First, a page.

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Employment and Business Start UpsBack to top Back to main Skip to menu
Singapore - Self-Employment and Business Start Ups
Purchasing land or buildings in Singapore can be difficult for foreigners since permanent residents and foreigners are only allowed to buy apartments that are in buildings that are at least six stories high, in a development approved as a condominium development, or any non-residential, commercial or industrial property. If you wish to purchase landed residential property or any vacant land zoned for residential use then you must seek prior approval from:
Controller of Residential Property Land Dealings (Approval Unit)
Shenton Way #27-02, Temasek Tower
(+65) 6323 9853
It can be difficult for foreigners to start a business in Singapore without a lot of capital upfront. Most foreigners come to Singapore with an employment pass and those who do come with the intentions to start a new business do so with a large investment.
To register your business you can file online at Bizfile through the Accounting & Corporate Regulatory Authority at http://www.acra.gov.sg. You might also need help with banking, finance issues, legal issues and insurance. For these needs, you can visit the Monetary Authority of Singapore at http://www.mas.gov.sg.
There are some organizations that might be able to assist you in starting your business endeavors. The Economic Development Board, for instance, provides investor support in Singapore. The Standards, Productivity, and Innovation Board falls under the Ministry of Trade and Industry and was developed to help companies find support in management development, funding, and marketing. In addition, it is the national standards and accreditation body. Enterprise One is a portal that has been designed to help entrepreneurs start and grow their businesses. Not only does it have information on government services, it also has how-to guides.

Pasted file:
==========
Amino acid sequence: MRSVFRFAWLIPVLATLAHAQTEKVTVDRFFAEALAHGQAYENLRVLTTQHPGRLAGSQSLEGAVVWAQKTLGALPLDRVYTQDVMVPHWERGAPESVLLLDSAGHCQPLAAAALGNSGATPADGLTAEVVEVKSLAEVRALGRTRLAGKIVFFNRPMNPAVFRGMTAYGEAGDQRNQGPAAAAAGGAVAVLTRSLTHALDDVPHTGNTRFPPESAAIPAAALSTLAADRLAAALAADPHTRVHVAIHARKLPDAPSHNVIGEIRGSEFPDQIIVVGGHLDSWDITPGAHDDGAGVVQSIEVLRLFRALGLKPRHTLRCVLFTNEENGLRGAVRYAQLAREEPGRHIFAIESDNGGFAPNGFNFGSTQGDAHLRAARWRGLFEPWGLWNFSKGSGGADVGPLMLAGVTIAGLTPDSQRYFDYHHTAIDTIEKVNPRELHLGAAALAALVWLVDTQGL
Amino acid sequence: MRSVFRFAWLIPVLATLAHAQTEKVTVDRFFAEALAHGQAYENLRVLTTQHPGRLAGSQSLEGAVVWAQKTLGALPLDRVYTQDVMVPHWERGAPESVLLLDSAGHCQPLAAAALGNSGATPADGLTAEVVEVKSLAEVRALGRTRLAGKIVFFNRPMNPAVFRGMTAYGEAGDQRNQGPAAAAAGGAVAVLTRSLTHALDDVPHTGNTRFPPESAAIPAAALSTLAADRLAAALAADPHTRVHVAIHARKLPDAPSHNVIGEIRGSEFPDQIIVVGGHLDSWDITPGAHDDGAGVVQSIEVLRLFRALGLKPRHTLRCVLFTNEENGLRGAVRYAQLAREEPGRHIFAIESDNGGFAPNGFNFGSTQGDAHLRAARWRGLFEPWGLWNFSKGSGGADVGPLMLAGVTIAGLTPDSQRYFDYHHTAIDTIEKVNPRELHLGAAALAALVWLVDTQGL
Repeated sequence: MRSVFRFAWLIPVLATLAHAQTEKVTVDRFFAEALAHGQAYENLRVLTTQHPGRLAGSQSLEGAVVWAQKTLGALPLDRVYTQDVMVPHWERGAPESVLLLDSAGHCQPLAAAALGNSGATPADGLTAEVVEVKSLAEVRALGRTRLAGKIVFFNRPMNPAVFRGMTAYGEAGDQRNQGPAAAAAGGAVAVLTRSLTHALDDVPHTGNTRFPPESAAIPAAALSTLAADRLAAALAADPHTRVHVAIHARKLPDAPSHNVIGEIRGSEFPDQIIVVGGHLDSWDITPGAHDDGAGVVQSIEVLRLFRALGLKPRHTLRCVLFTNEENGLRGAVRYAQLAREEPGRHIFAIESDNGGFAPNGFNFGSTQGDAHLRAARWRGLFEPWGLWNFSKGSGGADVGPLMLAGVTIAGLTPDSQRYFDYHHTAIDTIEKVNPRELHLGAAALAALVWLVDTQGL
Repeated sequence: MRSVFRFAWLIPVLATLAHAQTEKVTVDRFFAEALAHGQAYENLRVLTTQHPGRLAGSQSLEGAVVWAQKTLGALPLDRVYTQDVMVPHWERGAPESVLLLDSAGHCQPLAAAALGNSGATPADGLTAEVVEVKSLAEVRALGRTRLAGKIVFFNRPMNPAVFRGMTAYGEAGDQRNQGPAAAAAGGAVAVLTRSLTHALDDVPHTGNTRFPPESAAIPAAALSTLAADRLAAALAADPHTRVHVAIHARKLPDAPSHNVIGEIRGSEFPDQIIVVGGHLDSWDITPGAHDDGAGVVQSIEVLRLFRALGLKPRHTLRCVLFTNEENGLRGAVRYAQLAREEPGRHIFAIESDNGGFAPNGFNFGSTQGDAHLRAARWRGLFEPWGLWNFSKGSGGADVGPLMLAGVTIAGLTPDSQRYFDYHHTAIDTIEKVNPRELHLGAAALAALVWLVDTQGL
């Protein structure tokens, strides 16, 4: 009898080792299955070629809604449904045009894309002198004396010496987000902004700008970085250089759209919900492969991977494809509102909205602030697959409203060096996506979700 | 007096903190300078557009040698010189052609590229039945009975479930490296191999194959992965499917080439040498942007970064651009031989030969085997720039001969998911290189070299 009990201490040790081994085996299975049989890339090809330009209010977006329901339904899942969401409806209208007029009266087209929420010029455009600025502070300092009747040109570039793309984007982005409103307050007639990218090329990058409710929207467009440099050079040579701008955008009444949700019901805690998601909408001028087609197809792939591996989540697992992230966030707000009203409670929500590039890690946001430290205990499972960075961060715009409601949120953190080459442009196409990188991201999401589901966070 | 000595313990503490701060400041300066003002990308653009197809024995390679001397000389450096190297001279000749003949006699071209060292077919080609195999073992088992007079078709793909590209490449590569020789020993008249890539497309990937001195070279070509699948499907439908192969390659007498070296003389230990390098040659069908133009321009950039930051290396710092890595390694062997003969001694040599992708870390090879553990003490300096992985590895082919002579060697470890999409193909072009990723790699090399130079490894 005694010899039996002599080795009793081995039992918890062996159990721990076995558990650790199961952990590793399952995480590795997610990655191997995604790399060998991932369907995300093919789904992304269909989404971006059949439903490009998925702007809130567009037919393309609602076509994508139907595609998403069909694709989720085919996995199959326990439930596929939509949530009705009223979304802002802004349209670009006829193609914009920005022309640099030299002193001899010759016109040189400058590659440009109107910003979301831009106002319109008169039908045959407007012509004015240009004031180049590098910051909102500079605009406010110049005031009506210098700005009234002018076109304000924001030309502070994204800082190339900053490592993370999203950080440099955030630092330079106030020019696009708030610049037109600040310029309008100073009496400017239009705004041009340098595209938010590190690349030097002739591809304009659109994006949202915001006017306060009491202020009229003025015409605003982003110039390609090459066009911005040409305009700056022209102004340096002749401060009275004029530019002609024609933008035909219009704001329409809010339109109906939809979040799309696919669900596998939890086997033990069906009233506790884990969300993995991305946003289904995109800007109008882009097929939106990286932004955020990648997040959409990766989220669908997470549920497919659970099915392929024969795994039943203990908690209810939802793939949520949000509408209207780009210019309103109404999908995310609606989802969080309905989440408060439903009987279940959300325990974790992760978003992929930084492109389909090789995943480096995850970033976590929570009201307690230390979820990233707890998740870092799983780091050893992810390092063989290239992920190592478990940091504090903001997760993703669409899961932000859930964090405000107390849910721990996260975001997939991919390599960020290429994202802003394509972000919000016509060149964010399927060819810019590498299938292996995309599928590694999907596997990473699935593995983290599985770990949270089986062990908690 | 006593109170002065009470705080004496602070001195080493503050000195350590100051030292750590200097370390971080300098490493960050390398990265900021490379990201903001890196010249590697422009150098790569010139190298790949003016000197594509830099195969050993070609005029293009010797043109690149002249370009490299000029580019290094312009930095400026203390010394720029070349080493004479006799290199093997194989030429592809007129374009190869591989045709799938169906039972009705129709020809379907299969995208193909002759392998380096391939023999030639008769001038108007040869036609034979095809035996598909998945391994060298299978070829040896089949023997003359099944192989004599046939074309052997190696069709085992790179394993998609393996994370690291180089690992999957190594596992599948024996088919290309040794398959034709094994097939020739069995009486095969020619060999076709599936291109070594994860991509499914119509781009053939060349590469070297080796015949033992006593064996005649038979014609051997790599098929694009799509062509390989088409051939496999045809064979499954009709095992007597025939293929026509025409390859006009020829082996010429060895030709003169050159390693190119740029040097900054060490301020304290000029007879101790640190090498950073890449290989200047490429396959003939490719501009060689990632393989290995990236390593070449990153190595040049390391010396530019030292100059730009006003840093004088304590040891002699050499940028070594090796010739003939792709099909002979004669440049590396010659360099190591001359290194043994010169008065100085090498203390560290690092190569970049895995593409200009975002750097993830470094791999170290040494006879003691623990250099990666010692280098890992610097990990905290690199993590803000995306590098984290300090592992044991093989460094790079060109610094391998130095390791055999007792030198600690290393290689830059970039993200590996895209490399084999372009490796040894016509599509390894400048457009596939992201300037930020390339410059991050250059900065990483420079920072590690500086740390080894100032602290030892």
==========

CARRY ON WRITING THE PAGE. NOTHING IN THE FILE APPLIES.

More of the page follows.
Economic Development Board: http://www.edb.gov.sg/edb/sg/en_uk/index.html Standards, Productivity and Innovation Board: http://www.spring.gov.sg International Enterprise Singapore: http://www.iesingapore.gov.sg Accounting & Corporate Regulatory Authority: http://www.acra.gov.sg EnterpriseOne: http://www.business.gov.sg
If you hold a Dependent Pass you may set up your own business. Most people choose to start as a sole proprietor since costs are reasonable and the administrative process is simple. It only takes around 2 weeks for the process, from start to finish.
Register Companies and Business
10 Anson Road
# 05-01/15 International Plaza
Tel: 6 227 8551
Fax: 6 225 1676
For some fields, there are special licenses and restrictions. This is particularly true in the medical field so you’ll want to be aware of these. The Association of Small and Medium Enterprises (ASME) is a non-profit organization that helps small and medium sized businesses in Singapore. You can visit their website at: http://www.asme.org.sg
If you are self-employed then you must continue to pay social security taxes if you are a United States citizen. In Singapore, you must also contribute to Medisave if your net trade income is above S$6,000 per year.
Some expats also take over established businesses as a fast way to become self-employed. This can help you have a built-in client base and will revoke the need to start from scratch, saving you time and money.
When it comes to immigration issues, the EntrePass is available for foreign entrepreneurs who want to start a business in Singapore. These applications are jointly assessed by MOM and the Standards, Productivity and Innovation Board Singapore. If your application is approved then you will be issued a pass for up to 2 years. If your business passes the renewable criteria then it will be re-granted for 3 more years. If you are using the EntrePass then be aware that you must make a minimum investment of S$50,000. However, if you are moving to Singapore under the Employment Pass scheme then there isn’t a minimum investment mandated by the Singapore authorities. Instead, it will depend on the size of your business, the number of staff you intend to employ, the location, etc. There are other costs associated with starting a business, however. These include the company incorporation fees and other licenses (food shop, liquor, etc.) where applicable.
Some accounting firms specialize in small business start-ups. Having a certified accountant is important and finding one that has a background in business start-ups can be invaluable. Since setting up a business is different for citizens, foreigners, and permanent residents, it is advised that you visit the ACRA website: http://www.acra.gov.sg
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